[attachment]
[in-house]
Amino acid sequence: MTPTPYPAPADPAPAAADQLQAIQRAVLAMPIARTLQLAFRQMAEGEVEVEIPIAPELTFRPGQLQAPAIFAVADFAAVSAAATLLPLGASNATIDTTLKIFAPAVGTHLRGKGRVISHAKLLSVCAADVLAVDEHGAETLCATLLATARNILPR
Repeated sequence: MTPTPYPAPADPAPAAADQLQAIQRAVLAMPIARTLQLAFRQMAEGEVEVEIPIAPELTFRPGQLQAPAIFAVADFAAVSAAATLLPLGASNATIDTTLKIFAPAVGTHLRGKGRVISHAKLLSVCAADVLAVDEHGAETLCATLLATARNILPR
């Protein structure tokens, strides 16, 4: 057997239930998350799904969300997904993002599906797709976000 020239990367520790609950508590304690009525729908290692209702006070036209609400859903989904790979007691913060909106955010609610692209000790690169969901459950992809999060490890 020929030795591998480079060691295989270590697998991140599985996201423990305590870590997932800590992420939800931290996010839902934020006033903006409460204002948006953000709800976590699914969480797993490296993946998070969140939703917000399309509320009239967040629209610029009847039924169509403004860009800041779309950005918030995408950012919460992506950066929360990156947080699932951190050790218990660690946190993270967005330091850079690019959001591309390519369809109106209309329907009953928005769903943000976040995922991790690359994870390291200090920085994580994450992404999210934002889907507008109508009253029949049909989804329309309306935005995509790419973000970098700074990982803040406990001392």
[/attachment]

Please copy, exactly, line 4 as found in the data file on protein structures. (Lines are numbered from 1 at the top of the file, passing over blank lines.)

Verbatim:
């Protein structure tokens, strides 16, 4: 057997239930998350799904969300997904993002599906797709976000 020239990367520790609950508590304690009525729908290692209702006070036209609400859903989904790979007691913060909106955010609610692209000790690169969901459950992809999060490890 020929030795591998480079060691295989270590697998991140599985996201423990305590870590997932800590992420939800931290996010839902934020006033903006409460204002948006953000709800976590699914969480797993490296993946998070969140939703917000399309509320009239967040629209610029009847039924169509403004860009800041779309950005918030995408950012919460992506950066929360990156947080699932951190050790218990660690946190993270967005330091850079690019959001591309390519369809109106209309329907009953928005769903943000976040995922991790690359994870390291200090920085994580994450992404999210934002889907507008109508009253029949049909989804329309309306935005995509790419973000970098700074990982803040406990001392």